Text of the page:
|Julie Baroh, Brownie, source|
Our discussions surrounding Dobby these past weeks have been feisty and good-natured. The existence of Dobby's race proves problematic for Masha. Jenna counters, with others, that we don't know the history of the house elves--or their proper place in the story's cosmological order--and so cannot cry error per se.
The situation in Chapter 2 makes me uncomfortable. This might be personal taste. Many people I know adore Meet the Parents and movies, shows, and stories like it--"mean relational comedy," Jenna calls it--but I can't stand that kind of painful humor at others' expense.
"Can't anyone help you? Can't I?"
Almost at once, Harry wished he hadn't spoken. Dobby dissolved again into wails of gratitude.
"Please," Harry whispered frantically, "please be quiet. If the Dursleys hear anything, if they know you're here--"
"Harry Potter asks if he can help Dobby . . . Dobby has heard of your greatness, sir, but of your goodness, Dobby never knew. . . ."
I've various thoughts and feelings when reading this passage, so I'll list them below. (In full disclosure, I saw the film long before reading The Chamber of Secrets, so perhaps my impressions would have been different had they been via written form rather than visual.)
- Has no one ever before asked Dobby if he or she could help him?
- What kind of society is the wizarding world, that this has never occurred?
- Do they accept (actively or passively) this kind of cruelty toward a living thing, or are we to assume undisclosed back-story?
- If so--if wizards don't accept it, have tried to change it, and have not been successful--is it in the very nature of the house elves to behave this way?
- Did Rowling intentionally create a race of rational slaves?
- Did she do so for the sake of plot and storytelling without thought to the moral and ethical problems that might arise? (I doubt it, personally.)
- What does that say about Rowling's world view and the virtue in and in reading her novels? And does it matter?
- Harry's reaction isn't really extraordinarily good, but basically human (in the healthy formed conscience).
- Which leads me, again, to wonder why Dobby has never encountered even the slightest of human compassion.
I'm told by veteran readers the answers to some of these questions will unfold throughout the series.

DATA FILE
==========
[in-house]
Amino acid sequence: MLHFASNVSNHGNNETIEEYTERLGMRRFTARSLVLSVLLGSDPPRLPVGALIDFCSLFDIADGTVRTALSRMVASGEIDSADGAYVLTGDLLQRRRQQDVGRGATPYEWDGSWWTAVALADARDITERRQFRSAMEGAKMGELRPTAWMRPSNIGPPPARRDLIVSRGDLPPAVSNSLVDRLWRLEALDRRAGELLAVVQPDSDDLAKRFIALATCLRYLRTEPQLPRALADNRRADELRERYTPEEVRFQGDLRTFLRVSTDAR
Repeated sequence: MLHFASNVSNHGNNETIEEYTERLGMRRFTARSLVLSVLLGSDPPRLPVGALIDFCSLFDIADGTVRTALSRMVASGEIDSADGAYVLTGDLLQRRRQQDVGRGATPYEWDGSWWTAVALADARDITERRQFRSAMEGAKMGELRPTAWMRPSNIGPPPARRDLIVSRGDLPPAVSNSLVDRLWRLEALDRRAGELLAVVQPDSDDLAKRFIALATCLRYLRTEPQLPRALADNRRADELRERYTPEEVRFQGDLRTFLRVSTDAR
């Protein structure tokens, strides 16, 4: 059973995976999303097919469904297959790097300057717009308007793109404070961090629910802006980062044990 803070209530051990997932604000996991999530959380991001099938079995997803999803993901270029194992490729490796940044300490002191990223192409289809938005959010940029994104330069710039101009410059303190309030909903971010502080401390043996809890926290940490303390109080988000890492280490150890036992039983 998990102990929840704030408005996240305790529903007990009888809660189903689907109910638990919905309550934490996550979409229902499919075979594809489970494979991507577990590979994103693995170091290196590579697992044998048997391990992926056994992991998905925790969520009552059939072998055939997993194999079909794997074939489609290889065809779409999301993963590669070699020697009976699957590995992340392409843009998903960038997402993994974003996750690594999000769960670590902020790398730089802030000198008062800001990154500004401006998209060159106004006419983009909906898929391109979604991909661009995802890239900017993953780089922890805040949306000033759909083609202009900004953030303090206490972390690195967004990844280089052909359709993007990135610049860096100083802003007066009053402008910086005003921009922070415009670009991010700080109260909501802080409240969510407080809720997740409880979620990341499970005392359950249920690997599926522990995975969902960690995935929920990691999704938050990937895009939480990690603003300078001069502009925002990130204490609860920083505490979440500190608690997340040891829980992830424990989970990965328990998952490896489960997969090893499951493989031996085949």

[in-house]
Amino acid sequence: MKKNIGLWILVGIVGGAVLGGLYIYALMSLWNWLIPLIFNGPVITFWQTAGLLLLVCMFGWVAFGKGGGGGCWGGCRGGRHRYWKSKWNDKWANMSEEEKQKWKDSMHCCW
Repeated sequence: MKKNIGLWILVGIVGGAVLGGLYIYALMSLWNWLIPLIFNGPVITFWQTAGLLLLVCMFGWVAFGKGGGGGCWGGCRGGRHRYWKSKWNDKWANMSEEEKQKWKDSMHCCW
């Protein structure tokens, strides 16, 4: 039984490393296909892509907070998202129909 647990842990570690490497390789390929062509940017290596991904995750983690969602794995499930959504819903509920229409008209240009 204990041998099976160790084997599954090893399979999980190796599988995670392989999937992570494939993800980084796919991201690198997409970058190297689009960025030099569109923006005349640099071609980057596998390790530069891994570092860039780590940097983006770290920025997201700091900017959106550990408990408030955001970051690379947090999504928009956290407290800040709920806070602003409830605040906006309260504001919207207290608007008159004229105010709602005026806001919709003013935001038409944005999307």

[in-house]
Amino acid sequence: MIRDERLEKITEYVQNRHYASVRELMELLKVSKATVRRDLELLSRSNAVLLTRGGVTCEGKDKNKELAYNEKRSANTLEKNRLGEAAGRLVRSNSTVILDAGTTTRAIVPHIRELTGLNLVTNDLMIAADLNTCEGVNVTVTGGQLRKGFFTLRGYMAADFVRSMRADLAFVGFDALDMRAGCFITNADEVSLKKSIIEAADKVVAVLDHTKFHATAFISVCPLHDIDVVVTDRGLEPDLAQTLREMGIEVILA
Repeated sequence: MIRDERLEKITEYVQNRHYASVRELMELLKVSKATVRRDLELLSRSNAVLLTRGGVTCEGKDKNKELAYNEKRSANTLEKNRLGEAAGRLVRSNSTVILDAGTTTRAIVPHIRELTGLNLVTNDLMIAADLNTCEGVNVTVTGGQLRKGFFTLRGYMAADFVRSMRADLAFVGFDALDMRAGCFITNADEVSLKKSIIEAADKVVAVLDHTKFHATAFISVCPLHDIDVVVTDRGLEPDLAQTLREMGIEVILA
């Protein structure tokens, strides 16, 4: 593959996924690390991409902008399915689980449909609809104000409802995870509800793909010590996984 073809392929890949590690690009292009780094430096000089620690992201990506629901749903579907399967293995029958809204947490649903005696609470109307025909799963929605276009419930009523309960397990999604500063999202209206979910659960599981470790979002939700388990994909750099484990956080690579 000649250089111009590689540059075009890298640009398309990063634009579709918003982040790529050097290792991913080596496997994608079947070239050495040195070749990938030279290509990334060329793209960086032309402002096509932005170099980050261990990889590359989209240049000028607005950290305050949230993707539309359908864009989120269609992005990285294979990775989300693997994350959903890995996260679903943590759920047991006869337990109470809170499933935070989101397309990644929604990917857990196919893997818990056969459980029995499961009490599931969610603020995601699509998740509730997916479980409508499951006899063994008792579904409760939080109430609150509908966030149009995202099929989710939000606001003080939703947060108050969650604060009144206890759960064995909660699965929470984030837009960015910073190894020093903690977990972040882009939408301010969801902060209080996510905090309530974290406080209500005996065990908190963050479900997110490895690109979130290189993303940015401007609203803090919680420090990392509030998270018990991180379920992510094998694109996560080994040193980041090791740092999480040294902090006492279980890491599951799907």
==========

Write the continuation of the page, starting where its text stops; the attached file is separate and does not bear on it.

Now for Mr. Weasley's fascination with muggle artifacts . . . in true keeping with Harry Potter protocol thus far, Arthur Weasley disregards and dismisses the rules. This is a unique luxury/privilege for him, considering he is the guardian and enforcer of said rules. Fred says plainly, "If he raided our house, he'd have to put himself under arrest." It resembles the special allowances among police officers and other government workers, so not a situation entirely original to Harry Potter.
Mr. and Mrs. Weasley's marital bickering is certainly not original to Potter. I like the portrayal of the Weasleys as normal, faulted, but generally wholesome and loving people. Rowling's set them up to be allies for Harry but made them three-dimensional, enough to necessitate growth. And, with nine people to a family, the potential relationship combinations create dimension for the story's backdrop. Ginny's shyness annoys me a little, but then I was never one for teen idols as an adolescent.
De-gnoming the garden fleshes out Rowling's world-building. As with the house elves, she caricatures a traditional folk being to better fit Potter's tone. I admire her author's creativity in parting ways with tradition and making them her own, but I prefer gnomes of the garden variety (and I don't mean ceramic ones!).
I don't know what is unrelated distractions and what is the book itself, but so far The Chamber of Secrets has failed to immerse me. I remember being satisfied after my first reading of The Sorcerer's Stone (and again after my recent second reading) but feeling no strong desire to pick up the second book.
"There is a plot, Harry Potter," says Dobby. "A plot to make most terrible things happen at Hogwarts School of Witchcraft and Wizardry this year." Indeed, I don't doubt it. That's rather my thinking right now! But I assume interest will pick up as read on.
Follow-up post for Chapters 4-5 coming within the week. In the meantime, join the discussion here or feel free to contribute your own post reflecting on the past weeks' readings!